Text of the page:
MONTREAL, April 27, 2012 /CNW Telbec/ - Citing the expected benefits a free-trade agreement between Canada and the European Union would bring to the Port of Montreal - and indeed to all Canadians - Sylvie Vachon, President and Chief Executive Officer of the Montreal Port Authority, gave her support to negotiations toward such an historic agreement. Ms. Vachon was responding to an announcement today at the Port of Montreal by the Honorable Pierre Claude Nolin, Senator, in which he outlined the benefits in job creation, economic growth and long-term prosperity that would follow such an agreement. Negotiations between Canada and the EU are ongoing.
"The lowering of often high tariffs would unleash new export opportunities for Quebec agricultural and forestry products, as well as for our commodities, seafood and other products," said Ms. Vachon. "In return, we would have improved access to manufactured goods from Europe. As Canada's primary gateway to and from Europe, the Port of Montreal and the maritime community would enjoy significantly more maritime traffic as a result of this ambitious agreement."
Fully two-thirds of Canada's international trade flows through the Quebec-Ontario corridor, in which Port of Montreal plays a strategic role as the only container port along the entire route. European markets already represent 41 percent of the Port's traffic, with containers accounting for 70 percent of that number. The signing of a free-trade agreement with the EU would mean greater traffic for the port, including significantly greater container traffic. Container traffic has been shown to generate the most jobs for the economy as a whole, at a rate of one job per additional 100 containers.
A study between Canada and the European Union indicates the agreement would boost Canada's income by $12 billion annually and bilateral trade by 20 percent. This is equivalent to creating 80,000 new jobs. The EU is already Canada's second-largest trading partner and the world's largest integrated economy, with more than 500 million consumers. Ongoing negotiations with the EU represent Canada's most ambitious trade initiative ever, significantly greater than the North American Free Trade Agreement (NAFTA).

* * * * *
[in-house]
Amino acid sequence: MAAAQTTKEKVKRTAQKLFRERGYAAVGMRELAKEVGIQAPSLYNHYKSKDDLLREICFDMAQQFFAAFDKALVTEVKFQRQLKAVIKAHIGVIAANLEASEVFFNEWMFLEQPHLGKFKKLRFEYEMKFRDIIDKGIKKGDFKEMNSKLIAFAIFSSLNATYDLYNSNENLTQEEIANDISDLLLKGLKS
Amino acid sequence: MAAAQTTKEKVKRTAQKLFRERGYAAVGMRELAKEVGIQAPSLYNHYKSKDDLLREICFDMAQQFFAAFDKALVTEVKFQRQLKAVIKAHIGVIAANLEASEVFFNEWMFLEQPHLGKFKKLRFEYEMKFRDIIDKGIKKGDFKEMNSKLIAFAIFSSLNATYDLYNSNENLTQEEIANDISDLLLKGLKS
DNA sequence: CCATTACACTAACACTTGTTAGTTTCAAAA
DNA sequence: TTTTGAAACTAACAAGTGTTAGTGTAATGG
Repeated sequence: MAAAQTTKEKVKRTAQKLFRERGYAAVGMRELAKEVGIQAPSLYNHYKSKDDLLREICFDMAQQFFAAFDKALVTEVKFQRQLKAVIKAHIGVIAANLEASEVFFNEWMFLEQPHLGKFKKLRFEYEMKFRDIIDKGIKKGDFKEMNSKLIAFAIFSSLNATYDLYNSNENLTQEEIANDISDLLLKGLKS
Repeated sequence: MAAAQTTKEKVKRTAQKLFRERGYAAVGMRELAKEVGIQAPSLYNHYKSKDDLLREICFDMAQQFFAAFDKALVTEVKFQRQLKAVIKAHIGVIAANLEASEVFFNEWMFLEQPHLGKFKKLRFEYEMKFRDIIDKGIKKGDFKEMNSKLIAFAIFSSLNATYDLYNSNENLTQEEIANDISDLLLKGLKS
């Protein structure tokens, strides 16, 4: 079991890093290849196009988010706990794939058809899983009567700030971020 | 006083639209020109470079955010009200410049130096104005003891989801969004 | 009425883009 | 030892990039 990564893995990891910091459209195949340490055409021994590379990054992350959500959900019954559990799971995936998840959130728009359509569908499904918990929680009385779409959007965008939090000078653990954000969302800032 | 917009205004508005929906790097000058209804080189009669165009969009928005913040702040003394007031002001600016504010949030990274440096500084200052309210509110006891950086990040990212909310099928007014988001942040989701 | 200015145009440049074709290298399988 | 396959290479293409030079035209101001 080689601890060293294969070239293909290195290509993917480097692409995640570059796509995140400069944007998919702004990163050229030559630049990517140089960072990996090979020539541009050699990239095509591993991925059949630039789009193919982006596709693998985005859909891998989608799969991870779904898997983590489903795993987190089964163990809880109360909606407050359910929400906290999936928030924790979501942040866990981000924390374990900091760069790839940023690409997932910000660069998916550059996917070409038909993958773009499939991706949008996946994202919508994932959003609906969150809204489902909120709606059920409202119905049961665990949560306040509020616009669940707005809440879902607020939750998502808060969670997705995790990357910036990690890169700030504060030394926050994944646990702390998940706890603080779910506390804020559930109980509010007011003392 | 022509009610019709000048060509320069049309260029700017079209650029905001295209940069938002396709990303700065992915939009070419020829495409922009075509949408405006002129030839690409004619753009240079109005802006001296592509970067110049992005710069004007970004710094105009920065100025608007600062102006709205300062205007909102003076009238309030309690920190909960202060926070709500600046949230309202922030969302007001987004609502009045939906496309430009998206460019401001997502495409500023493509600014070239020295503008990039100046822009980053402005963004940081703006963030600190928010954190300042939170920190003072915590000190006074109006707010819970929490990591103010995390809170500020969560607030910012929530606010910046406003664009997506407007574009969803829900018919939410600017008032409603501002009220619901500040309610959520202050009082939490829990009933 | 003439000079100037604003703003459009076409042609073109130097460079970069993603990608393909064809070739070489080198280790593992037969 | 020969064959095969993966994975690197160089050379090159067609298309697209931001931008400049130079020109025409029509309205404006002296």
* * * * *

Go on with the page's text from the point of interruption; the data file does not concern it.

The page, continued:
About the Port of Montreal
Operated by the Montreal Port Authority (MPA), the Port of Montreal is a major diversified transshipment centre that handles all types of goods - containerized and non-containerized cargo, liquid bulk and dry bulk.
A leading container port on the Atlantic, it is served by the largest container shipping lines in the world. Strategically located in North America's heartland, it provides first class access to the markets of Quebec, Ontario and the U.S. Northeast and Midwest.
The Port of Montreal handled 1,362,975 TEUs (20-foot equivalent units) in 2011, representing 12,471,002 tonnes of cargo.
The Port also handled 10,760,649 tonnes of liquid bulk products, 3,431,811 tonnes of dry bulk products and 1,741,035 tonnes of grain in 2011.
The MPA operates its own rail network directly on the piers. It is connected to both national railway networks and a highway network.
The MPA also operates a passenger terminal that welcomed 38,031 passengers and crew members in 2011. All the other terminals are managed by private stevedoring companies.
Port activity supports 18,200 jobs and generates $1.5 billion in economic spin-offs per year.
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